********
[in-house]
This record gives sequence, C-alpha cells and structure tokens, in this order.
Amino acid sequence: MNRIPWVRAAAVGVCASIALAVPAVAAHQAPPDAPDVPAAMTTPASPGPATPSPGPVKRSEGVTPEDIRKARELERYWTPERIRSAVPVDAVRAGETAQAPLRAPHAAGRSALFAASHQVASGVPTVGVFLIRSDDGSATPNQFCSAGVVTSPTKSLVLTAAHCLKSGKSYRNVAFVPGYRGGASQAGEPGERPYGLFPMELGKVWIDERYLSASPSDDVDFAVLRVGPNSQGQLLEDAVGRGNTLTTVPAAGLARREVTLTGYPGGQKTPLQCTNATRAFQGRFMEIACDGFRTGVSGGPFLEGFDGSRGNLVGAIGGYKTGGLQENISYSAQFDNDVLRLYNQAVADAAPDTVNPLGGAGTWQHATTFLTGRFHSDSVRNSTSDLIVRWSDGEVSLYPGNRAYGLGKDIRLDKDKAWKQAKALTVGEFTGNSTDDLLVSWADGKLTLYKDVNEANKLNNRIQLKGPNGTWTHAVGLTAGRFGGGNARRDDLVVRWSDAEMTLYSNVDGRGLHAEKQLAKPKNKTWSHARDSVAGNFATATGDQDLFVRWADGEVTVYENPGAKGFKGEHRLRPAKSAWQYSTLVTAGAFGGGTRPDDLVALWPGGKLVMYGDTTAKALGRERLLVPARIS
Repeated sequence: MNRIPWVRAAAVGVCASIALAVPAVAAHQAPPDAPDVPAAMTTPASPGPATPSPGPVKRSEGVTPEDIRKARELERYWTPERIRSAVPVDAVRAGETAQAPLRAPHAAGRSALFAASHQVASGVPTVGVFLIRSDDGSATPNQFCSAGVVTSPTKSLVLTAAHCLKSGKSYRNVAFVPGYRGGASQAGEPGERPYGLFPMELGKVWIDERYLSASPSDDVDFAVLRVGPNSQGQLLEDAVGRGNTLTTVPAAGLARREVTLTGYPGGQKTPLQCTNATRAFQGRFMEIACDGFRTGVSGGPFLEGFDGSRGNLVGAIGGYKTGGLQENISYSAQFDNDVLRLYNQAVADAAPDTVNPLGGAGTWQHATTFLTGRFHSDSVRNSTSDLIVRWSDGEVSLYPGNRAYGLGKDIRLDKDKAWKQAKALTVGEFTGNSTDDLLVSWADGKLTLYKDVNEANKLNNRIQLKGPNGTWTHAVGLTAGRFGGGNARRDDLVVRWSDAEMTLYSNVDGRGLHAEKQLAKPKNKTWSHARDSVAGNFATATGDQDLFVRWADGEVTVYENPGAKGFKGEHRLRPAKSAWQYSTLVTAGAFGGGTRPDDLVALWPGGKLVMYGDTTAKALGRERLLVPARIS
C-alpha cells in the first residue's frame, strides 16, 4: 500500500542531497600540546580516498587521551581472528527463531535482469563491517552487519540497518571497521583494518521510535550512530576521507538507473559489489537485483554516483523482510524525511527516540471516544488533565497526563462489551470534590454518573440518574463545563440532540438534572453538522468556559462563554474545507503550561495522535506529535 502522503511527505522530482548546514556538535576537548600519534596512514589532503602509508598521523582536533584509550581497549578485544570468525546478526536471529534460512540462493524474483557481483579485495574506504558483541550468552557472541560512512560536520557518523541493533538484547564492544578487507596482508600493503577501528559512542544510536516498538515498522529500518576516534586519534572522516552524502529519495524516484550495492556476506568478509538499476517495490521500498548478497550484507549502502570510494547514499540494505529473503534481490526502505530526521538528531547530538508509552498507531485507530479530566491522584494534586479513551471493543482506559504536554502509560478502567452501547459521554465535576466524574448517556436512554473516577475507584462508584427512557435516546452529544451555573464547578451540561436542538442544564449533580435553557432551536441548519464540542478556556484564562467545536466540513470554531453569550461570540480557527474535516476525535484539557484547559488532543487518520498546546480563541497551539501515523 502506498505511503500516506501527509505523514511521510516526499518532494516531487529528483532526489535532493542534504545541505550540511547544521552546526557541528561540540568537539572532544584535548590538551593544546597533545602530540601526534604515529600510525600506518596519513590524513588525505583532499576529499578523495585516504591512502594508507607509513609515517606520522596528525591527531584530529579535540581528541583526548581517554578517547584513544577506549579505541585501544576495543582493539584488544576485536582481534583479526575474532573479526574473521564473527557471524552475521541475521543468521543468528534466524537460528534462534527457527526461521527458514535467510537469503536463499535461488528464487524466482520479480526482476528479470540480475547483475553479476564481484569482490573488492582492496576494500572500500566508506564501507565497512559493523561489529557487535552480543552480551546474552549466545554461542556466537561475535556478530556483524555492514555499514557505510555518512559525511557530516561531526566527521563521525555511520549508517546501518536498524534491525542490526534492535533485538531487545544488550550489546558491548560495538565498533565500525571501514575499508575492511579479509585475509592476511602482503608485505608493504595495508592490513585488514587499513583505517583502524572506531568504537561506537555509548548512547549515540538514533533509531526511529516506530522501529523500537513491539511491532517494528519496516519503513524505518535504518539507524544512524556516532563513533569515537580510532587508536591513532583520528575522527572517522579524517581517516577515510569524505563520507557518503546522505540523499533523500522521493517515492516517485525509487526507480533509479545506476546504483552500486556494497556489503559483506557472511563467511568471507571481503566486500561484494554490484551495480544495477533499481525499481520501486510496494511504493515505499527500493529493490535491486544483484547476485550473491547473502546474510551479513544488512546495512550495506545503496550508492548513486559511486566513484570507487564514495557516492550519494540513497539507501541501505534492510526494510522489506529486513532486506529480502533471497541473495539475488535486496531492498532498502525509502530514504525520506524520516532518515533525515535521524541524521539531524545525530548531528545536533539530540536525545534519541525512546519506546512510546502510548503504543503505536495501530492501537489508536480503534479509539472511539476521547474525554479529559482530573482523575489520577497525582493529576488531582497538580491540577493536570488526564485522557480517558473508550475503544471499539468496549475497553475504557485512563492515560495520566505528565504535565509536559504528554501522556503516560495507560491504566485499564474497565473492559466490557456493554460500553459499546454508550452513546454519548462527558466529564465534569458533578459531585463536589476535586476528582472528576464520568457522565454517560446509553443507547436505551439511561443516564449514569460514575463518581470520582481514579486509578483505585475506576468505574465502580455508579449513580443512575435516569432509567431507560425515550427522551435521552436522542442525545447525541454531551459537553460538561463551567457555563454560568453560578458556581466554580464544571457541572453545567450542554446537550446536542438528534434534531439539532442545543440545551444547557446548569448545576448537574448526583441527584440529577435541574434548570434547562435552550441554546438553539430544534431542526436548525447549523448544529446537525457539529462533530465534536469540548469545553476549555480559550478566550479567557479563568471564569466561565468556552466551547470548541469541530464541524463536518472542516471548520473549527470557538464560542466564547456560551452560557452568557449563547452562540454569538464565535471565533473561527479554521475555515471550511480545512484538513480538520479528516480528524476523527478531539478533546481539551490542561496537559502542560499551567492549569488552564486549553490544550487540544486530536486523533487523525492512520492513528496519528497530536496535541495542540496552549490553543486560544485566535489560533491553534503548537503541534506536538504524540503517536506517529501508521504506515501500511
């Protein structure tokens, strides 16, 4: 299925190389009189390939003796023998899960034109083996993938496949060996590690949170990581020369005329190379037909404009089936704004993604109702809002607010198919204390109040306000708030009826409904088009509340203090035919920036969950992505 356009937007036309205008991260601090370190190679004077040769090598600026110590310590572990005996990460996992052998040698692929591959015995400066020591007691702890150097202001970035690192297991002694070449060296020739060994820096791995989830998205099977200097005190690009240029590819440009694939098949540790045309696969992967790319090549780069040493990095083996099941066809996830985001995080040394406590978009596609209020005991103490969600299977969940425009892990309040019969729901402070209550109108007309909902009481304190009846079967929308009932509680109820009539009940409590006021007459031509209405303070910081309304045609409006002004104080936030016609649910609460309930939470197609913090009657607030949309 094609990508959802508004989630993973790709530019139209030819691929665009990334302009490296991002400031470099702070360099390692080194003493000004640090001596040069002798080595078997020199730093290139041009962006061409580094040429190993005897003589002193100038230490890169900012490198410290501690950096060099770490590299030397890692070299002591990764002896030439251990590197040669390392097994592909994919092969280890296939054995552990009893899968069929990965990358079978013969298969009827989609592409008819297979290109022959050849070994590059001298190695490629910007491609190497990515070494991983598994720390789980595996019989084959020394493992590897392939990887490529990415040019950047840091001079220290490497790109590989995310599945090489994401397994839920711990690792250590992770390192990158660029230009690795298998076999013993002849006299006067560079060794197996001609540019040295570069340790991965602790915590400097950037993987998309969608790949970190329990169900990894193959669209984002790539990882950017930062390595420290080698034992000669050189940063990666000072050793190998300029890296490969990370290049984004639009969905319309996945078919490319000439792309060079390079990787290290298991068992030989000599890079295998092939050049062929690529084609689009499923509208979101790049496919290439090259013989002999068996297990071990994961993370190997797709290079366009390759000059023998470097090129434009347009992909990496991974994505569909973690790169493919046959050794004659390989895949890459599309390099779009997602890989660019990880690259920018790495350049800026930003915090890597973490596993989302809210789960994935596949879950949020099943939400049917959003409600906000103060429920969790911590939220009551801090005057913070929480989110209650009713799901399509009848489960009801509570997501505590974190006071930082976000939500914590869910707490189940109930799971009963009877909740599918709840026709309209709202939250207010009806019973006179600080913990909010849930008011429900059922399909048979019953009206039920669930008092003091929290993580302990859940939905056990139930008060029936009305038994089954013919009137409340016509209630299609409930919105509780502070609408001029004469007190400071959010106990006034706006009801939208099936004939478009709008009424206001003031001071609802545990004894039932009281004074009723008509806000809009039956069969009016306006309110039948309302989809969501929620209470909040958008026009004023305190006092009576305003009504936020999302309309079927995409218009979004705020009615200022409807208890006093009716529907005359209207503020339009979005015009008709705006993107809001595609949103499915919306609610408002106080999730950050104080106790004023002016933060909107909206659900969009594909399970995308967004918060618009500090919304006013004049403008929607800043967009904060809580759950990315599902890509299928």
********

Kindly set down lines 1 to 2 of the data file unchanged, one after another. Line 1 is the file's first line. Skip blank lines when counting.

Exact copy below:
[in-house]
This record gives sequence, C-alpha cells and structure tokens, in this order.